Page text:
“I realized the ramifications and the consequences of my choices—to my parents, as well,” says the Busan-born Kim. “Their circle of friends in Pennsylvania is all doctors and high-profile business people. I understood that when they went to cocktail parties and everyone was bragging about how their kids were at Goldman Sachs or attorneys at Skadden Arps or doctors at Brigham, that my parents would have to sit there and say, ‘Well, my son is working as a temp at an office while he’s working to become an actor.’ Making them proud of the decision that I made remains a driving force in my career.”

It was in college that Kim became an actor. A dorm mate, Lane Savadove, was putting together a production of a play he’d written and was directing.

“He had this kind of strong, intellectual, confident side, and we had talked about theater together, and I knew he was interested in trying it,” Savadove says. After some prodding, Savadove convinced Kim to audition for the part of a psychiatrist who turns out to be a schizophrenic patient.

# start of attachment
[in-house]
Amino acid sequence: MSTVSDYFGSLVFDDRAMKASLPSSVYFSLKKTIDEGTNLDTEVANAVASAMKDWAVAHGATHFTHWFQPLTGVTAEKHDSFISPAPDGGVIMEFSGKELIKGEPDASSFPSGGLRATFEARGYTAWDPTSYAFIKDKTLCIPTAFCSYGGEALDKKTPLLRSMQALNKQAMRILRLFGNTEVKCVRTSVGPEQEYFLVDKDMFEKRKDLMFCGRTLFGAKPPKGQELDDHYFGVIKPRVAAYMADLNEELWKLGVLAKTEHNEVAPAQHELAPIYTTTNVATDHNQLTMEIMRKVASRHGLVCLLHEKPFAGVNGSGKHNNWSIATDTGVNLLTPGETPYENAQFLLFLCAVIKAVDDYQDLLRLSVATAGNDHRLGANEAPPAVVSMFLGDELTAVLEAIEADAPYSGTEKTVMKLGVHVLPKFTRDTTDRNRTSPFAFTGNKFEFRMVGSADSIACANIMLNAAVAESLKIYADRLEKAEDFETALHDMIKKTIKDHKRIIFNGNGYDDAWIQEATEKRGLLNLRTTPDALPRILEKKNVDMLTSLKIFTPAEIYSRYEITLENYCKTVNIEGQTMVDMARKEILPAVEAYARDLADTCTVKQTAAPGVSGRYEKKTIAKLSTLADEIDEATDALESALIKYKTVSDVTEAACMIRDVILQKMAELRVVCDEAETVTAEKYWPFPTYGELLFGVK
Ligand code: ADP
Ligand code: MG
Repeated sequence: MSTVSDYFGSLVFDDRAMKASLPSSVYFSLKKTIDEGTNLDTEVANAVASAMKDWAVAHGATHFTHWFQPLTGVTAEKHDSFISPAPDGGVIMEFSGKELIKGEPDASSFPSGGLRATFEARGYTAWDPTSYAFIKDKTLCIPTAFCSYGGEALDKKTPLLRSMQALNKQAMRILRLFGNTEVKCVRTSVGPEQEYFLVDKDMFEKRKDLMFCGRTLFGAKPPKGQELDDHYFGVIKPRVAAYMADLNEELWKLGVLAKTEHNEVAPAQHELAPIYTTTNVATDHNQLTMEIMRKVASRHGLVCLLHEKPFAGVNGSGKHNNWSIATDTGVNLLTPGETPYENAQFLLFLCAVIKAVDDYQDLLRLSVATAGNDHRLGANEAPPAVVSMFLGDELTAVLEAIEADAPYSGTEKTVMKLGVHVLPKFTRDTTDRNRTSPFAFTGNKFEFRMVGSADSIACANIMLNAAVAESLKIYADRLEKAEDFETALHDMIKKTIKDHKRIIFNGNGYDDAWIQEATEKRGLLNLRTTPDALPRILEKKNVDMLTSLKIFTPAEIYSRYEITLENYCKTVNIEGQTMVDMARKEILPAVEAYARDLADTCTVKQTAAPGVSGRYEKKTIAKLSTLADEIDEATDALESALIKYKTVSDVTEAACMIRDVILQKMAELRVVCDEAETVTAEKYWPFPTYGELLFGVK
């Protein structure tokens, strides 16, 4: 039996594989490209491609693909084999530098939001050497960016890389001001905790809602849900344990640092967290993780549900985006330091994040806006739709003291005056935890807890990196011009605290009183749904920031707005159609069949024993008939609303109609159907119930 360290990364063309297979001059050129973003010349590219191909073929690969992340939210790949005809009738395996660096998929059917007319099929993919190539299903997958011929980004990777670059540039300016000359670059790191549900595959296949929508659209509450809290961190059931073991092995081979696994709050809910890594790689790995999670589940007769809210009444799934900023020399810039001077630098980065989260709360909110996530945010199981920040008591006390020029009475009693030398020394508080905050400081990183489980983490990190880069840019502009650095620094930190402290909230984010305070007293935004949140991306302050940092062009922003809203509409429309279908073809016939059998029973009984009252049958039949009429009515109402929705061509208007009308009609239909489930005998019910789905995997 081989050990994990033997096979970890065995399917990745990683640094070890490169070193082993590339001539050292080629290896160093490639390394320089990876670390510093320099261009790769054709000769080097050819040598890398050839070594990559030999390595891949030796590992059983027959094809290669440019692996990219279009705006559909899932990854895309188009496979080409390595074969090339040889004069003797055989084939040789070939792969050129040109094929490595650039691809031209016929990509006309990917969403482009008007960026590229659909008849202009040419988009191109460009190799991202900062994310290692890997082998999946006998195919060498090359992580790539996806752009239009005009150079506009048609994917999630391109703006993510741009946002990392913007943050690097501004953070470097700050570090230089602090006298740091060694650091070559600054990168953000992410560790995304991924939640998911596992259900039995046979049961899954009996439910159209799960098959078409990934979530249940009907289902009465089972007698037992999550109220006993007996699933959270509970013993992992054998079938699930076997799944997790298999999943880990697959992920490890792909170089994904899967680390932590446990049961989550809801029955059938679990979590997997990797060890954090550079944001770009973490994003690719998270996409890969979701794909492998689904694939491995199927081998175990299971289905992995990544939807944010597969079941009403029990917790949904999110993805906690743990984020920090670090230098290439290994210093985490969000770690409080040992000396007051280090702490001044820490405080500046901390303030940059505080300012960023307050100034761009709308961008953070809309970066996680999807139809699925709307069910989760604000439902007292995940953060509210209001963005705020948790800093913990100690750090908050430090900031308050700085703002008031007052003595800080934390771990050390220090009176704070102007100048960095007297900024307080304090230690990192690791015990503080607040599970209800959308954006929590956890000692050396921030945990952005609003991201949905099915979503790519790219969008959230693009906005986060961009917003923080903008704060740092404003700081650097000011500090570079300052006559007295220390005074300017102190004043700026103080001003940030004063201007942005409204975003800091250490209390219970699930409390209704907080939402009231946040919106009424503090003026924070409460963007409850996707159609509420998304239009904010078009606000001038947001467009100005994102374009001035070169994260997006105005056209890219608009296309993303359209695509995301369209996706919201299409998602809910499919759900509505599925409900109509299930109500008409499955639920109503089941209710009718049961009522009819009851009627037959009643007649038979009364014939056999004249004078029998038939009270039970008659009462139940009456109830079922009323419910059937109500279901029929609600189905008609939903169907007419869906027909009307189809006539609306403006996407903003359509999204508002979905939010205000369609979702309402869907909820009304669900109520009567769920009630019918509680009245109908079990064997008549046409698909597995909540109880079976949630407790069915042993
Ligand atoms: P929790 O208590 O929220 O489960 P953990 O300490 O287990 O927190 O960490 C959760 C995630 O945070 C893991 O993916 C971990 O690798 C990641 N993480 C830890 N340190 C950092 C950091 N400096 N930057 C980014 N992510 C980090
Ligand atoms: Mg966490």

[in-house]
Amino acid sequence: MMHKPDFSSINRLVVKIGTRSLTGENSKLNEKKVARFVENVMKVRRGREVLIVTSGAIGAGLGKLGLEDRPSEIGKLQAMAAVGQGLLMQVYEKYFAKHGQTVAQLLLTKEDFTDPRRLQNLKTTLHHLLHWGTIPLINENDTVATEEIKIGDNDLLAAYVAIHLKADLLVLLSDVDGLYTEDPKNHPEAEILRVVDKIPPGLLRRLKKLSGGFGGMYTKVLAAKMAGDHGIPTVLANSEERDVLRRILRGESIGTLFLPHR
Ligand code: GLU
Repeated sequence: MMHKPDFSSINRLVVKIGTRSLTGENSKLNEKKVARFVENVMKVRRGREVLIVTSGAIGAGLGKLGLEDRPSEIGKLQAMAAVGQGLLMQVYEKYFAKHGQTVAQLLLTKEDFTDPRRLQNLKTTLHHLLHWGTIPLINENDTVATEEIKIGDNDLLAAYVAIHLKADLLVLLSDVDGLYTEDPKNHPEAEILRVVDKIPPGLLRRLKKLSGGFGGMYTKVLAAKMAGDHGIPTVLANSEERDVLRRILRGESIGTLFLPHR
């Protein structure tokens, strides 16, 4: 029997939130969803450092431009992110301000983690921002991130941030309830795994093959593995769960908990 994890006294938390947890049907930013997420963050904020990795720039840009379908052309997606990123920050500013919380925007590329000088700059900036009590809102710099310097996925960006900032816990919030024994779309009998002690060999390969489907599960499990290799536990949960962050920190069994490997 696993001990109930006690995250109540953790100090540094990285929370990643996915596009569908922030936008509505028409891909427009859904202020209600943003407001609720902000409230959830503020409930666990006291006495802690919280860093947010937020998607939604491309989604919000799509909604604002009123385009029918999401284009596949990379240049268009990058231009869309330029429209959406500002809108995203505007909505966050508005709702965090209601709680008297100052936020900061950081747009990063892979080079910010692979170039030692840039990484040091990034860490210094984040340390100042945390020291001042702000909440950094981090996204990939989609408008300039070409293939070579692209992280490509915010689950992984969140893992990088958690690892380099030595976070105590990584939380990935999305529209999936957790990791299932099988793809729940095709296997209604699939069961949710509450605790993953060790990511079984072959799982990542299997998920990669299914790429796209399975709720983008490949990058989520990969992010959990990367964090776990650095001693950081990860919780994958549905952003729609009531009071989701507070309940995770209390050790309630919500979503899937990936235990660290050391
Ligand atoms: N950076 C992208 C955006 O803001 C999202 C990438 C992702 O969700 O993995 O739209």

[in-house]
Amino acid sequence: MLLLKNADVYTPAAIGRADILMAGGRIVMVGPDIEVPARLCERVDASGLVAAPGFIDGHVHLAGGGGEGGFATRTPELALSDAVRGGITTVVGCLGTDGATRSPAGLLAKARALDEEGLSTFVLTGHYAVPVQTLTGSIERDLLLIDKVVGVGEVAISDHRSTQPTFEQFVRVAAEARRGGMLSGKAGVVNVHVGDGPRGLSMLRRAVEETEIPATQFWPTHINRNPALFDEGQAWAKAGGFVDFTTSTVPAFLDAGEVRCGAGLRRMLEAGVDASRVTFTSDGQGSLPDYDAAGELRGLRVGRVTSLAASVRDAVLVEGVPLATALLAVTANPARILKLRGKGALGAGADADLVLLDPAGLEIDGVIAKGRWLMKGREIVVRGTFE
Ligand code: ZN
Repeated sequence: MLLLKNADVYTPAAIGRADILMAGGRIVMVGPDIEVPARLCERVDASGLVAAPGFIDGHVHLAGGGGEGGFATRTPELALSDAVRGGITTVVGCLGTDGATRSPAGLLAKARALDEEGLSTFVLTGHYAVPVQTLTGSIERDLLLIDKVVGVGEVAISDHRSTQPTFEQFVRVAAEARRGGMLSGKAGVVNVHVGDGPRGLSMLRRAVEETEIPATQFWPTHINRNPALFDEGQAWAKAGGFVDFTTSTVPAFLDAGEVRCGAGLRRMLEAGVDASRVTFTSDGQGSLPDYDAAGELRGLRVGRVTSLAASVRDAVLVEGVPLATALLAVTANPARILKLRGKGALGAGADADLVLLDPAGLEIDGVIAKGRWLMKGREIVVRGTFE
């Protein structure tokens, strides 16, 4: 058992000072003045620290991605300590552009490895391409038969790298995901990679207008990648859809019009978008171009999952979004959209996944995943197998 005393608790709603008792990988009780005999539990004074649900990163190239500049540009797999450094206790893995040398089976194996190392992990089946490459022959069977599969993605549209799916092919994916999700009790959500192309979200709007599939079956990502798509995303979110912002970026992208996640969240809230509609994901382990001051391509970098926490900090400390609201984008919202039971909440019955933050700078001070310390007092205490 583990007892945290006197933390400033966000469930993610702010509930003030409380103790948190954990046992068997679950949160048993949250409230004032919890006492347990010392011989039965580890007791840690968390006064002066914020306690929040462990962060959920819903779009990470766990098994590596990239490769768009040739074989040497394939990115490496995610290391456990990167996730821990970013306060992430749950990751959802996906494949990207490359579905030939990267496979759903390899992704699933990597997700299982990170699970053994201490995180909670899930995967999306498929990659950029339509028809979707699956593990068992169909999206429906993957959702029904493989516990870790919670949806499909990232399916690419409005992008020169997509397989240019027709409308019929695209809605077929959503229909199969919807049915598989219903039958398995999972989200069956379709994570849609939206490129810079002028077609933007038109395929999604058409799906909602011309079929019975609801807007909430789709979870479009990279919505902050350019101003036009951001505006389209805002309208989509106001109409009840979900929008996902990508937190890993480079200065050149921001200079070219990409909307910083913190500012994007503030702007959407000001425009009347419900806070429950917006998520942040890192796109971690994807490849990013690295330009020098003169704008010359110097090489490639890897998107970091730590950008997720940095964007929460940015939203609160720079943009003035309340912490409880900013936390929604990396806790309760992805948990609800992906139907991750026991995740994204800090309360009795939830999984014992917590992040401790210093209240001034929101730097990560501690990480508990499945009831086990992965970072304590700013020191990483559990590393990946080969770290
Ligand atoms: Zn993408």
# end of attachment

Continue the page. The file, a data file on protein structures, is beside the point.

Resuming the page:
Kim couldn’t resist the tug of acting, no matter how much he wanted to do right by his Korean parents as the eldest son. He had spent his life doing everything right, and he wanted to keep doing everything right. There was just this one thing.

He thought about what he needed to do to prepare himself. He thought about all the variables, the x-factors, and decided, even if it was only by force of will, that he needed to do everything within his power to increase his own odds.

“If I wanted to give my career as an actor my best shot, then I knew I needed to be as well-trained as possible.” So he went to grad school and got an MFA in acting from NYU’s Tisch School of the Arts. His parents started coming around after that, and so did the work.

III. The Professional


“Dan was hyper-professional,” says Lane Savadove, recalling Kim’s first acting gig. “Incredibly confident for someone who’d never been in the theater before, and just very rigorous about his work. There are definitely lazy actors, and Dan isn’t one of them.”

“He’s such a consummate professional person,” says Michael Emerson, whose portrayal of Benjamin Linus on Lost won him a 2009 Emmy. “I would feel comfortable with him being our cast lawyer. He thinks before he leaps.”

Kim certainly doesn’t go around flashing his idiosyncrasies in public.